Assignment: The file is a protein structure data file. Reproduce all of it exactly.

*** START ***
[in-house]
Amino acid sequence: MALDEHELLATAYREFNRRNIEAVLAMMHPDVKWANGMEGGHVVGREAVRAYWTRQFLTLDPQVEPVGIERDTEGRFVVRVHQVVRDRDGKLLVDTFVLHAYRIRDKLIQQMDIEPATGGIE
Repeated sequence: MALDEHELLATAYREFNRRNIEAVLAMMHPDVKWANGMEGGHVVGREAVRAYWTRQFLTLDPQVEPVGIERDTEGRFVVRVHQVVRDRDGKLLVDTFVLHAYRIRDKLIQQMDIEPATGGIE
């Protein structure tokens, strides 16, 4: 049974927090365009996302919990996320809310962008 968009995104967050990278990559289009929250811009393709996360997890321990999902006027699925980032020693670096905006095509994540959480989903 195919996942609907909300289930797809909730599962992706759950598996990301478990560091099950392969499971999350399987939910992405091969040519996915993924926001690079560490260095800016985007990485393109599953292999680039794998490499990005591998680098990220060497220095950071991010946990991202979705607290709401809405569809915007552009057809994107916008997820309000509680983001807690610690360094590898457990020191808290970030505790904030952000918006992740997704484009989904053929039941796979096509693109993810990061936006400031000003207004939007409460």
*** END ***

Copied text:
[in-house]
Amino acid sequence: MALDEHELLATAYREFNRRNIEAVLAMMHPDVKWANGMEGGHVVGREAVRAYWTRQFLTLDPQVEPVGIERDTEGRFVVRVHQVVRDRDGKLLVDTFVLHAYRIRDKLIQQMDIEPATGGIE
Repeated sequence: MALDEHELLATAYREFNRRNIEAVLAMMHPDVKWANGMEGGHVVGREAVRAYWTRQFLTLDPQVEPVGIERDTEGRFVVRVHQVVRDRDGKLLVDTFVLHAYRIRDKLIQQMDIEPATGGIE
């Protein structure tokens, strides 16, 4: 049974927090365009996302919990996320809310962008 968009995104967050990278990559289009929250811009393709996360997890321990999902006027699925980032020693670096905006095509994540959480989903 195919996942609907909300289930797809909730599962992706759950598996990301478990560091099950392969499971999350399987939910992405091969040519996915993924926001690079560490260095800016985007990485393109599953292999680039794998490499990005591998680098990220060497220095950071991010946990991202979705607290709401809405569809915007552009057809994107916008997820309000509680983001807690610690360094590898457990020191808290970030505790904030952000918006992740997704484009989904053929039941796979096509693109993810990061936006400031000003207004939007409460």